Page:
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02.16.17 - (PRESS RELEASE) The Florida Supreme Court today continued to block a 2015 measure which forces a woman to wait at least 24 hours and make at least one additional, medically unnecessary trip before she is able to receive safe, legal abortion care. The law—which the Florida Supreme Court already blocked from taking effect last year—fails to include any protections for a woman whose pregnancy threatens her health or a meaningful exception for survivors of rape, incest, or intimate partner violence.
Today’s ruling notes that “in Florida, any law that implicates the fundamental right of privacy, regardless of the activity, is subject to strict scrutiny and is presumptively unconstitutional."
“Florida women don’t need politically motivated delays when they have made the decision to end a pregnancy,” said Nancy Northup, president and CEO of the Center for Reproductive Rights.
“Decisions about a woman’s future, health, and family do not belong in the hands of politicians who know nothing of her personal circumstances. Women are capable decision makers and we will stand with Florida women until this law is permanently struck down.”
The Center for Reproductive Rights, the American Civil Liberties Union, the ACLU of Florida, and Richard Johnson of Tallahassee challenged the unconstitutional measure in June 2015 on behalf of Bread and Roses Women’s Health Center—a Gainesville reproductive health care provider—and Medical Students for Choice—an organization dedicated to making reproductive health care, including abortion, a part of standard medical education and residency training. The measure was temporarily blocked by a state trial court in late June 2015, but then an appellate court allowed the measure to take effect in February 2016. In April 2016, the state’s highest court blocked the measure from taking effect while the litigation continued.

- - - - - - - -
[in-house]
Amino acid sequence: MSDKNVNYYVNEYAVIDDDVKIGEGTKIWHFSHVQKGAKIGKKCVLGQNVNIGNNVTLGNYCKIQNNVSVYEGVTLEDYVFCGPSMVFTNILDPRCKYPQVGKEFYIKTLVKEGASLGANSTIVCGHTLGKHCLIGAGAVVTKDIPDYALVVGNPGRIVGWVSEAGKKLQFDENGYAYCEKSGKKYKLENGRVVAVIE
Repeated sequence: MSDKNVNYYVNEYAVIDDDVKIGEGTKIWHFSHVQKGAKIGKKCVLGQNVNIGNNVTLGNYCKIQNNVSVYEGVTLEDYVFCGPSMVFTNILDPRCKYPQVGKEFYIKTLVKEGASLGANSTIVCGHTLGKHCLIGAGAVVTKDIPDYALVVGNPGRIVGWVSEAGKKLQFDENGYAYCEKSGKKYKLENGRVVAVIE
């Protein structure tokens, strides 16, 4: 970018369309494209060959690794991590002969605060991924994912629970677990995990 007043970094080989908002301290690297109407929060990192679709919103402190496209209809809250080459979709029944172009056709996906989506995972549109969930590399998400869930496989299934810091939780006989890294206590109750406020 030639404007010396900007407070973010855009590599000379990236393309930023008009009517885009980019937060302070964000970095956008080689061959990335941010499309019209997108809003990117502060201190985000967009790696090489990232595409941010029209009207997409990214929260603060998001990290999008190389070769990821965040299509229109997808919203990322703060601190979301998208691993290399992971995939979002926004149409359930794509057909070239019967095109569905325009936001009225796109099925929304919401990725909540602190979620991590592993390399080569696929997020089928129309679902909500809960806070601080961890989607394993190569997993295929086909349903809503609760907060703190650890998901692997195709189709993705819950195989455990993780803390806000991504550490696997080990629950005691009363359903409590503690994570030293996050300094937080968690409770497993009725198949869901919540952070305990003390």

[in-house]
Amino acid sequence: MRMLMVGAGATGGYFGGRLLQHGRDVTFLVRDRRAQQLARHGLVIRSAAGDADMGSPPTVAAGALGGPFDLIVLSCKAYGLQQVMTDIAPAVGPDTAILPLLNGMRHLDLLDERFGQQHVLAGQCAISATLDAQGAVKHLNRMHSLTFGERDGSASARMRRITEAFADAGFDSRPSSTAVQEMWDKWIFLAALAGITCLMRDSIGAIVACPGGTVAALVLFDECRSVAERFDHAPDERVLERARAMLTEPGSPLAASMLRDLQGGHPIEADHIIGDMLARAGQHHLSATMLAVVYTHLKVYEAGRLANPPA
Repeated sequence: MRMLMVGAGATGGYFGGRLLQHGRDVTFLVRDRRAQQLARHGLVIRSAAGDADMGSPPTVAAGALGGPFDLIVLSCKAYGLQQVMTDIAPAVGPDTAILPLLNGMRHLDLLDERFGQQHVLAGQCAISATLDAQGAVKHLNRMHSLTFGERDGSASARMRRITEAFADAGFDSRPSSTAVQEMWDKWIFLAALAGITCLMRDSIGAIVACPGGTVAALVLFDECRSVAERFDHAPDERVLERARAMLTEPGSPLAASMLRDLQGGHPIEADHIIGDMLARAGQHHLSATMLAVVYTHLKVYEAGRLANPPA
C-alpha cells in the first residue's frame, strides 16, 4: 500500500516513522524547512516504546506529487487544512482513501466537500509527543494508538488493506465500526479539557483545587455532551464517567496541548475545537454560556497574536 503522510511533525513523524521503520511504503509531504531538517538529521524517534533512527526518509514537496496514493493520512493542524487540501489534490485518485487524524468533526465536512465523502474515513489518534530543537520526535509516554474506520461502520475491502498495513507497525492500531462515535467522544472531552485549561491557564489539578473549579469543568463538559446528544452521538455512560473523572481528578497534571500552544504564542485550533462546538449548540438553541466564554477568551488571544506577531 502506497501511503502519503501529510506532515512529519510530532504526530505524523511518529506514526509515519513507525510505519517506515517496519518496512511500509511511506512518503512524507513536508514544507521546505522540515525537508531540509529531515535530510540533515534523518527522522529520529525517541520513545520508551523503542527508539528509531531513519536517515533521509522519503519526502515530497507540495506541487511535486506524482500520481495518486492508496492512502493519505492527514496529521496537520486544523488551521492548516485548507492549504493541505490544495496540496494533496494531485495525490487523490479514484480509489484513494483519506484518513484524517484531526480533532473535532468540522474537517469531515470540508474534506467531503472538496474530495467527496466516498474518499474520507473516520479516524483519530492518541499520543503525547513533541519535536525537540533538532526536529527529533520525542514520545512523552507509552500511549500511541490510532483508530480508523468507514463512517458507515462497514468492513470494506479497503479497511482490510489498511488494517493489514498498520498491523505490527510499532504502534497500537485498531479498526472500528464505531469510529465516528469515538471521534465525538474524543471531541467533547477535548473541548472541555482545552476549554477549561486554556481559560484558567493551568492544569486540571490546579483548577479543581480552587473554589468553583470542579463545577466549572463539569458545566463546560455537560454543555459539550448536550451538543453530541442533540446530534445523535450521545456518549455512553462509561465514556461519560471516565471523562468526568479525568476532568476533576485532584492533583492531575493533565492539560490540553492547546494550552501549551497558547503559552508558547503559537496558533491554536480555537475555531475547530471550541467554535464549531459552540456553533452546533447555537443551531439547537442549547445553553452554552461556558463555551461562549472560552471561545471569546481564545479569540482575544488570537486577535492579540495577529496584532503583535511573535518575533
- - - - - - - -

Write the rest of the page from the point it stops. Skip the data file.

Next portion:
“Today’s ruling is a win for Florida women,” said Nancy Abudu, legal director for the ACLU of Florida. “The burdens placed on a woman seeking an abortion by this mandatory delay law are medically unnecessary, potentially dangerous, and disproportionately burden poor and working women. This law had one purpose: to limit a woman’s access to her constitutionally-guaranteed medical care. We are pleased that the court has agreed.”
Waiting periods can create a variety of burdens on a woman who needs safe and legal abortion care—from stigmatizing women and abortion providers, to requiring additional trips to the clinic, which means additional travel time, transportation costs, child care, and time off work. Women of color, low-income women, rural women, and women in abusive relationships already face challenges when they seek health care services, and waiting periods only increase these barriers. Additionally, mandatory waiting periods can lead a woman to delay the abortion to later in pregnancy, which can increase the risks of the otherwise extremely safe procedure.